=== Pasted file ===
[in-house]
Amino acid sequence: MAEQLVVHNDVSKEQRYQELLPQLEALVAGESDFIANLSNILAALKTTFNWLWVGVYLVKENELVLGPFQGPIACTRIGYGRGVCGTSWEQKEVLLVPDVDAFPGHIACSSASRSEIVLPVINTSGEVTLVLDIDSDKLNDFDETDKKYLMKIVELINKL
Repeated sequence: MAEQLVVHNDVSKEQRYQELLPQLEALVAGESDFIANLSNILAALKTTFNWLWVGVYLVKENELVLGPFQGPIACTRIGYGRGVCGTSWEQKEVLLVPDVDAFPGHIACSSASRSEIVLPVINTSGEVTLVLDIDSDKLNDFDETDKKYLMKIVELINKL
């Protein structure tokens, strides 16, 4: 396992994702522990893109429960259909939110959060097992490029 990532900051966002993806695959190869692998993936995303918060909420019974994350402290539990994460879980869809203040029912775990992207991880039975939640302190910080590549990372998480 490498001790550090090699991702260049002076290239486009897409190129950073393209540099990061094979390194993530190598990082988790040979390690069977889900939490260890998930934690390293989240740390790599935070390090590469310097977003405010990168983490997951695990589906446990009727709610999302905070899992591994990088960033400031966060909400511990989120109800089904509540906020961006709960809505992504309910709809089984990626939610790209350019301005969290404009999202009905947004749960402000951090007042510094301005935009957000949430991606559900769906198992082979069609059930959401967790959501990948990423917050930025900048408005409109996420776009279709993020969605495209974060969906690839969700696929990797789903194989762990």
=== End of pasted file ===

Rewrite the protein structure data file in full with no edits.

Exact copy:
[in-house]
Amino acid sequence: MAEQLVVHNDVSKEQRYQELLPQLEALVAGESDFIANLSNILAALKTTFNWLWVGVYLVKENELVLGPFQGPIACTRIGYGRGVCGTSWEQKEVLLVPDVDAFPGHIACSSASRSEIVLPVINTSGEVTLVLDIDSDKLNDFDETDKKYLMKIVELINKL
Repeated sequence: MAEQLVVHNDVSKEQRYQELLPQLEALVAGESDFIANLSNILAALKTTFNWLWVGVYLVKENELVLGPFQGPIACTRIGYGRGVCGTSWEQKEVLLVPDVDAFPGHIACSSASRSEIVLPVINTSGEVTLVLDIDSDKLNDFDETDKKYLMKIVELINKL
């Protein structure tokens, strides 16, 4: 396992994702522990893109429960259909939110959060097992490029 990532900051966002993806695959190869692998993936995303918060909420019974994350402290539990994460879980869809203040029912775990992207991880039975939640302190910080590549990372998480 490498001790550090090699991702260049002076290239486009897409190129950073393209540099990061094979390194993530190598990082988790040979390690069977889900939490260890998930934690390293989240740390790599935070390090590469310097977003405010990168983490997951695990589906446990009727709610999302905070899992591994990088960033400031966060909400511990989120109800089904509540906020961006709960809505992504309910709809089984990626939610790209350019301005969290404009999202009905947004749960402000951090007042510094301005935009957000949430991606559900769906198992082979069609059930959401967790959501990948990423917050930025900048408005409109996420776009279709993020969605495209974060969906690839969700696929990797789903194989762990």